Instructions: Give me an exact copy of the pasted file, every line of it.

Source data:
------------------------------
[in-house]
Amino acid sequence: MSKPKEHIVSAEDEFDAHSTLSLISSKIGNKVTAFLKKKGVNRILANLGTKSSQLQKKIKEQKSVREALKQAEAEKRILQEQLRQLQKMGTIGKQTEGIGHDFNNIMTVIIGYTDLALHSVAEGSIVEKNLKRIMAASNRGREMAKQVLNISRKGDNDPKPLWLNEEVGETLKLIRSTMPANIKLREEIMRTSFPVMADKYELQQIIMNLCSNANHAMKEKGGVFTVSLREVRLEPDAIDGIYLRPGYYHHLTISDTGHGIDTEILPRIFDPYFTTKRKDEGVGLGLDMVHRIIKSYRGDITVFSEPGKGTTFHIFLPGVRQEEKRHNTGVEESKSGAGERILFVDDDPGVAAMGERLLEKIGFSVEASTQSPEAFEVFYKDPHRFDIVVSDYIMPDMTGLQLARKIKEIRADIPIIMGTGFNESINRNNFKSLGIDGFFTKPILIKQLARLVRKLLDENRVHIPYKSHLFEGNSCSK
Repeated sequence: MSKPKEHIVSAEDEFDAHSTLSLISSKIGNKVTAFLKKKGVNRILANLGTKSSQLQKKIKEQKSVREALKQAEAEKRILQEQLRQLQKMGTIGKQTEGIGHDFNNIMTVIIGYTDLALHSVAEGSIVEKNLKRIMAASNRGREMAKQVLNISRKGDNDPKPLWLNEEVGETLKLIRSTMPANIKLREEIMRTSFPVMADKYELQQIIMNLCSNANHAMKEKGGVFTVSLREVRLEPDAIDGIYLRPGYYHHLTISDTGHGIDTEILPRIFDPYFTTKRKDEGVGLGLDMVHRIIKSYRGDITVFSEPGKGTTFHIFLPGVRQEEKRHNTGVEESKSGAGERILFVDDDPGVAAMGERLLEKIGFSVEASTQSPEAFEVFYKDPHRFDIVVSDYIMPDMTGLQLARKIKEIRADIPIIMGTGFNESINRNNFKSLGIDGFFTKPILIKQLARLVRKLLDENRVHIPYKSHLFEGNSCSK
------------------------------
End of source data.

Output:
[in-house]
Amino acid sequence: MSKPKEHIVSAEDEFDAHSTLSLISSKIGNKVTAFLKKKGVNRILANLGTKSSQLQKKIKEQKSVREALKQAEAEKRILQEQLRQLQKMGTIGKQTEGIGHDFNNIMTVIIGYTDLALHSVAEGSIVEKNLKRIMAASNRGREMAKQVLNISRKGDNDPKPLWLNEEVGETLKLIRSTMPANIKLREEIMRTSFPVMADKYELQQIIMNLCSNANHAMKEKGGVFTVSLREVRLEPDAIDGIYLRPGYYHHLTISDTGHGIDTEILPRIFDPYFTTKRKDEGVGLGLDMVHRIIKSYRGDITVFSEPGKGTTFHIFLPGVRQEEKRHNTGVEESKSGAGERILFVDDDPGVAAMGERLLEKIGFSVEASTQSPEAFEVFYKDPHRFDIVVSDYIMPDMTGLQLARKIKEIRADIPIIMGTGFNESINRNNFKSLGIDGFFTKPILIKQLARLVRKLLDENRVHIPYKSHLFEGNSCSK
Repeated sequence: MSKPKEHIVSAEDEFDAHSTLSLISSKIGNKVTAFLKKKGVNRILANLGTKSSQLQKKIKEQKSVREALKQAEAEKRILQEQLRQLQKMGTIGKQTEGIGHDFNNIMTVIIGYTDLALHSVAEGSIVEKNLKRIMAASNRGREMAKQVLNISRKGDNDPKPLWLNEEVGETLKLIRSTMPANIKLREEIMRTSFPVMADKYELQQIIMNLCSNANHAMKEKGGVFTVSLREVRLEPDAIDGIYLRPGYYHHLTISDTGHGIDTEILPRIFDPYFTTKRKDEGVGLGLDMVHRIIKSYRGDITVFSEPGKGTTFHIFLPGVRQEEKRHNTGVEESKSGAGERILFVDDDPGVAAMGERLLEKIGFSVEASTQSPEAFEVFYKDPHRFDIVVSDYIMPDMTGLQLARKIKEIRADIPIIMGTGFNESINRNNFKSLGIDGFFTKPILIKQLARLVRKLLDENRVHIPYKSHLFEGNSCSK